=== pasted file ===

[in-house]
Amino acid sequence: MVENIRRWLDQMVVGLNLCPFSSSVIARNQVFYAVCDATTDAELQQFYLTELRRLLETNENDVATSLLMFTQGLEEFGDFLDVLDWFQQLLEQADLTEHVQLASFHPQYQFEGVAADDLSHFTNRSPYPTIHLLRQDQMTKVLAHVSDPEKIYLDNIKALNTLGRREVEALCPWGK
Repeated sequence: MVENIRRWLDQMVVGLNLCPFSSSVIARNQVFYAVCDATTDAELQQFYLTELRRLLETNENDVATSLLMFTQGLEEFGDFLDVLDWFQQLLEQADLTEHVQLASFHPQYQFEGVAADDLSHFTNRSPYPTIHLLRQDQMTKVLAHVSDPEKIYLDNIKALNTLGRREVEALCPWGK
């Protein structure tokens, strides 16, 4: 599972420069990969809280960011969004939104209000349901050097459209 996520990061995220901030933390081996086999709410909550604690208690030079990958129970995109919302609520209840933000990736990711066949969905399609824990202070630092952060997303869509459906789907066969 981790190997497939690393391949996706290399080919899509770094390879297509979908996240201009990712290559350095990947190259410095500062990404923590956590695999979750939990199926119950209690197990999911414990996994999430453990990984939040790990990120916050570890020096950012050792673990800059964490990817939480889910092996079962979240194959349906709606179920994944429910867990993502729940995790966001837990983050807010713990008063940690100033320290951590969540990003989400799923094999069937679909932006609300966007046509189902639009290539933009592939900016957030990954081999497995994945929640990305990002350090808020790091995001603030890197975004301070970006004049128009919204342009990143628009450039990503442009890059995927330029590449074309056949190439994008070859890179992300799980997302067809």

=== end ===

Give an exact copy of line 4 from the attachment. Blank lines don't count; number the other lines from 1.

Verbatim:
């Protein structure tokens, strides 16, 4: 599972420069990969809280960011969004939104209000349901050097459209 996520990061995220901030933390081996086999709410909550604690208690030079990958129970995109919302609520209840933000990736990711066949969905399609824990202070630092952060997303869509459906789907066969 981790190997497939690393391949996706290399080919899509770094390879297509979908996240201009990712290559350095990947190259410095500062990404923590956590695999979750939990199926119950209690197990999911414990996994999430453990990984939040790990990120916050570890020096950012050792673990800059964490990817939480889910092996079962979240194959349906709606179920994944429910867990993502729940995790966001837990983050807010713990008063940690100033320290951590969540990003989400799923094999069937679909932006609300966007046509189902639009290539933009592939900016957030990954081999497995994945929640990305990002350090808020790091995001603030890197975004301070970006004049128009919204342009990143628009450039990503442009890059995927330029590449074309056949190439994008070859890179992300799980997302067809």